In a joint letter sent via email, the organizations urge Florida to adopt proactive COVID-19 policies to protect families who rely on safety net programs including the Supplemental Nutrition Assistance Program (SNAP), Medicaid, Temporary Assistance for Needy Families (TANF), Reemployment Assistance (RA), and the Special Nutrition Program for Women, Infants, and Children (WIC).
“Preserving the safety net right now is literally a matter of life and death for people,” said Sadaf Knight, CEO of FPI. “While we applaud those steps already taken by the governor to waive certain requirements for Floridians to access safety net programs, there is much more that needs to be done to protect the millions of residents already struggling to get by on low income, and the millions more who will depend on programs like SNAP and TANF as our state sees massive layoffs.”
There are 47 policy recommendations outlined in the letter. They include:
- Ensuring access to COVID-19 evaluation, testing and treatment for all, provided at no cost, regardless of insurance or immigration status.
- Restoring retroactive Medicaid eligibility for seniors, persons with disabilities and non-pregnant adults.Without this coverage, people who suddenly become gravely ill due to COVID-19 will face enormous medical debt and possible bankruptcy. The increased federal match under the federal disaster package will more than cover the cost of restoring this cut.
- Determining financial eligibility based on expected income. Because so many Floridians have been informed that they will lose jobs or have their hours at work reduced, the Department of Children and Families (DCF) should determine eligibility based on their expected income.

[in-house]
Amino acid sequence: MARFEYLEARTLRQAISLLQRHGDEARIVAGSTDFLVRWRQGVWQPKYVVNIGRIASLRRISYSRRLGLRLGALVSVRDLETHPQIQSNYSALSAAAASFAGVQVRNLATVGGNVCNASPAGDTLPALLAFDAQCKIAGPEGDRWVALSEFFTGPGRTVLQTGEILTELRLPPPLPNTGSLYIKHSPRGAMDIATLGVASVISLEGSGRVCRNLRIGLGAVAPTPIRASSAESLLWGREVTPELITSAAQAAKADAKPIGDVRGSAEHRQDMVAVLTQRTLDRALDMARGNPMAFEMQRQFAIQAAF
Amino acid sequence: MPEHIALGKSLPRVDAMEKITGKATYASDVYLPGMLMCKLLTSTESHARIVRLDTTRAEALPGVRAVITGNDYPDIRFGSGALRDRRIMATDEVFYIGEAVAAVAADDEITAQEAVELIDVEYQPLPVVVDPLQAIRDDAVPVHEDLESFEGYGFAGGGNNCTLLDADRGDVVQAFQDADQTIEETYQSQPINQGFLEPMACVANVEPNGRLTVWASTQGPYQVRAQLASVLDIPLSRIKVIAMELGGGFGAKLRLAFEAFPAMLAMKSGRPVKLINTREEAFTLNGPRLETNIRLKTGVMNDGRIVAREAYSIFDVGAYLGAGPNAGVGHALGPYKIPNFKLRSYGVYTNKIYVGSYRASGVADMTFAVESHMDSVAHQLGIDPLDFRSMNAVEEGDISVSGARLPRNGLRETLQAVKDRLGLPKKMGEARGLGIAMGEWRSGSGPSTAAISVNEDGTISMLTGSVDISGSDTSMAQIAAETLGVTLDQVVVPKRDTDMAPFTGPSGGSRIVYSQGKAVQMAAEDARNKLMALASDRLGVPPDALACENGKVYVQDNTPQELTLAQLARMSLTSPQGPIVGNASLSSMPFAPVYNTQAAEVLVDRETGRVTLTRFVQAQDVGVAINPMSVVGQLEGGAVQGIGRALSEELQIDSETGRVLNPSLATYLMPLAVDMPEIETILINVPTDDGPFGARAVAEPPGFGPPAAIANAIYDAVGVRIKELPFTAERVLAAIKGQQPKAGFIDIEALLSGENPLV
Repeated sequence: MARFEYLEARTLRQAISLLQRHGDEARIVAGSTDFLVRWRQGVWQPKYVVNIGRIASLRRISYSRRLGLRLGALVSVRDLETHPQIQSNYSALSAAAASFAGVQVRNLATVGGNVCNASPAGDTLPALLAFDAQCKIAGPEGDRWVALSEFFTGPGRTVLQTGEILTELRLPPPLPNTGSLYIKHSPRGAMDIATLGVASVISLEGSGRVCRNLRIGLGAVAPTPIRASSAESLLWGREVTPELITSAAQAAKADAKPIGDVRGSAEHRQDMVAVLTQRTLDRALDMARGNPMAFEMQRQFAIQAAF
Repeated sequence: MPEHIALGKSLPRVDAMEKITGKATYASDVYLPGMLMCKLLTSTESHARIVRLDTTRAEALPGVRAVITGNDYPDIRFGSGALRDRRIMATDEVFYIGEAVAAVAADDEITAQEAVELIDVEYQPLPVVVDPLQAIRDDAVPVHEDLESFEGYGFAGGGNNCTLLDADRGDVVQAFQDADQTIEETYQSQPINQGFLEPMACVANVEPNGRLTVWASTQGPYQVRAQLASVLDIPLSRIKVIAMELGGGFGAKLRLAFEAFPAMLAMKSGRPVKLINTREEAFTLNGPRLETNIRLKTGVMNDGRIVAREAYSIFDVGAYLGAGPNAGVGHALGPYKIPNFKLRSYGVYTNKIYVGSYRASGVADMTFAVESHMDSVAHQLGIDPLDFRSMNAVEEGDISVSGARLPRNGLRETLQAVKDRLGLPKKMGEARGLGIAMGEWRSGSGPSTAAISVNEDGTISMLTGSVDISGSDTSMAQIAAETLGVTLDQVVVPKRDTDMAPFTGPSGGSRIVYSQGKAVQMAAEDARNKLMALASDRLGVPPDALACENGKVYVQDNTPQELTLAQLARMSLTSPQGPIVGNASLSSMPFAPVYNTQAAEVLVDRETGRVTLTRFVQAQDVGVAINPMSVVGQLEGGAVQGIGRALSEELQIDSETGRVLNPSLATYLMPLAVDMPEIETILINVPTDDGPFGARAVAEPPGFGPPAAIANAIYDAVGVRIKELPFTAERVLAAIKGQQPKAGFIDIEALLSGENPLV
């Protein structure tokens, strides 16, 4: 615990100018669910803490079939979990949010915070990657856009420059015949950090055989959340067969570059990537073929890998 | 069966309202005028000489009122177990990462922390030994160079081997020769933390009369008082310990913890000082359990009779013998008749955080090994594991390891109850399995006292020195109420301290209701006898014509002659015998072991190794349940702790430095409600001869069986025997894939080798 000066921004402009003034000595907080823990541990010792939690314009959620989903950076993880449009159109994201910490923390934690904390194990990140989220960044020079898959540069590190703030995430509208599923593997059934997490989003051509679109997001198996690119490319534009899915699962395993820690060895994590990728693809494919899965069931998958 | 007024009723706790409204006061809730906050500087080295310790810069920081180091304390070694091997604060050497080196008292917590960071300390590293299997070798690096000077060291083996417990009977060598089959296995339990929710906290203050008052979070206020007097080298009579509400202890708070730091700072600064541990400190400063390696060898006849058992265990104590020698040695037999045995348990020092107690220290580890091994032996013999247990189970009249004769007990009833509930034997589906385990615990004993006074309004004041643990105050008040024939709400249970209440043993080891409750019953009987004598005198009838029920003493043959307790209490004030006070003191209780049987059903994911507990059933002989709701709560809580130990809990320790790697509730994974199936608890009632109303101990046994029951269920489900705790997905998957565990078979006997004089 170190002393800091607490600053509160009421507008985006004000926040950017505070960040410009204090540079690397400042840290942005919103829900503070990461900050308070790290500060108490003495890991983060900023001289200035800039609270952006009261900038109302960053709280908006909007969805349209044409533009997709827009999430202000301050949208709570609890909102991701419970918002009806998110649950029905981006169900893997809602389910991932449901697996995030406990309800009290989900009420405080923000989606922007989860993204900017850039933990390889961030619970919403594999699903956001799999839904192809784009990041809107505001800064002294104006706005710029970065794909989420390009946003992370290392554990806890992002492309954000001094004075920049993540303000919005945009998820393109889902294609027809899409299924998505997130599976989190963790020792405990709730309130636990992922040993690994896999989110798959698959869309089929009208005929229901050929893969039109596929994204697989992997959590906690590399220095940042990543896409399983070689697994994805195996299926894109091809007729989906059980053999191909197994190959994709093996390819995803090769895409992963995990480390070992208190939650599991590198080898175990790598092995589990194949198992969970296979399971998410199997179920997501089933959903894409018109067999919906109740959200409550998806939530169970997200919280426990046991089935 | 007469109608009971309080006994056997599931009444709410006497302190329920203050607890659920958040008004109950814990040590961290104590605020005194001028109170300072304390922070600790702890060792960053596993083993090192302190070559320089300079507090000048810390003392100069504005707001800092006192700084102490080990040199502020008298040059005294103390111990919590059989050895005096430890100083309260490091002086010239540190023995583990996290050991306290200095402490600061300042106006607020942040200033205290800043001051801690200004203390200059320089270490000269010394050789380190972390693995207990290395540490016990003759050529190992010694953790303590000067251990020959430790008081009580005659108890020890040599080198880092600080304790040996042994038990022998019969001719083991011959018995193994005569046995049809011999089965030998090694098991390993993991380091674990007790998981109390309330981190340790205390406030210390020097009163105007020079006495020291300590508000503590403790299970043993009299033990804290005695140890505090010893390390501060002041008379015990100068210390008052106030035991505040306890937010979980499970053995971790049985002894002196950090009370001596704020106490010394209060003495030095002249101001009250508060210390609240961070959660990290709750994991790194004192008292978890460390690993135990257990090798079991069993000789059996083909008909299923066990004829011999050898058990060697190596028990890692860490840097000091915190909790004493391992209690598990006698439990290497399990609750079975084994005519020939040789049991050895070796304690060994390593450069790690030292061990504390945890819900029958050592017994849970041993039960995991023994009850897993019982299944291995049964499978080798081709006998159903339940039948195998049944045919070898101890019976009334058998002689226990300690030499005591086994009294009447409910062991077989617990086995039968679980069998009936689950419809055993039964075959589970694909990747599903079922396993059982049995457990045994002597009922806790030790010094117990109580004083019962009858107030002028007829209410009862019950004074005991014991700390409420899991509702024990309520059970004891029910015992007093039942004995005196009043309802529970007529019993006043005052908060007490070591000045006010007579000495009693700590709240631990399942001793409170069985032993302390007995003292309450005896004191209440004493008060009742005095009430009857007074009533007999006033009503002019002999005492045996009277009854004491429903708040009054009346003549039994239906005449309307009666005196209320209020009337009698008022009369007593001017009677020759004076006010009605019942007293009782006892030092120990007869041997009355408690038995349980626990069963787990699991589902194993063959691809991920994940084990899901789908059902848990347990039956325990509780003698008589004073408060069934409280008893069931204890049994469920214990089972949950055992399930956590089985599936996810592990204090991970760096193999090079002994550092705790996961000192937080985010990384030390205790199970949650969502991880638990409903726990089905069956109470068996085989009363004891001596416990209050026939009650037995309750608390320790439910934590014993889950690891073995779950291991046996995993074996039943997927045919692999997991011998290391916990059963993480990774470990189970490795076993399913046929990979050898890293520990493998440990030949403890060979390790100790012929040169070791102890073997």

- Developing a plan to serve Floridians confined to their homes who are unable to use a computer. DCF announced on March 18, 2020, that it was closing public access to brick-and-mortar storefronts due to coronavirus. Because 10 percent of people apply for safety net benefits in person, DCF recommends that those Floridians use drop-boxes at the department’s storefront locations to turn in their applications. However, all seniors and persons with significant medical conditions, many of whom do not have internet access or a computer, have been advised to stay home.
- Expanding Medicaid to all adults with income up to 138 percent of the poverty level. More than 800,000 uninsured Floridians with low income are excluded from Medicaid coverage in Florida. In addition, thousands of Floridians with low income are losing jobs and employer-sponsored health coverage at the very moment when access to health care is critical for themselves and their families. Florida is one of only 14 states that has not strengthened its Medicaid program under the purview of the Affordable Care Act.
“The organizations on this letter look forward to working with the governor and state agencies on implementing policies to protect all residents in the Sunshine State amid this public health crisis,” added Knight.
FPI is an independent, nonpartisan and nonprofit organization dedicated to advancing state policies and budgets that improve the economic mobility and quality of life for all Floridians.
Moody goes have price-gougers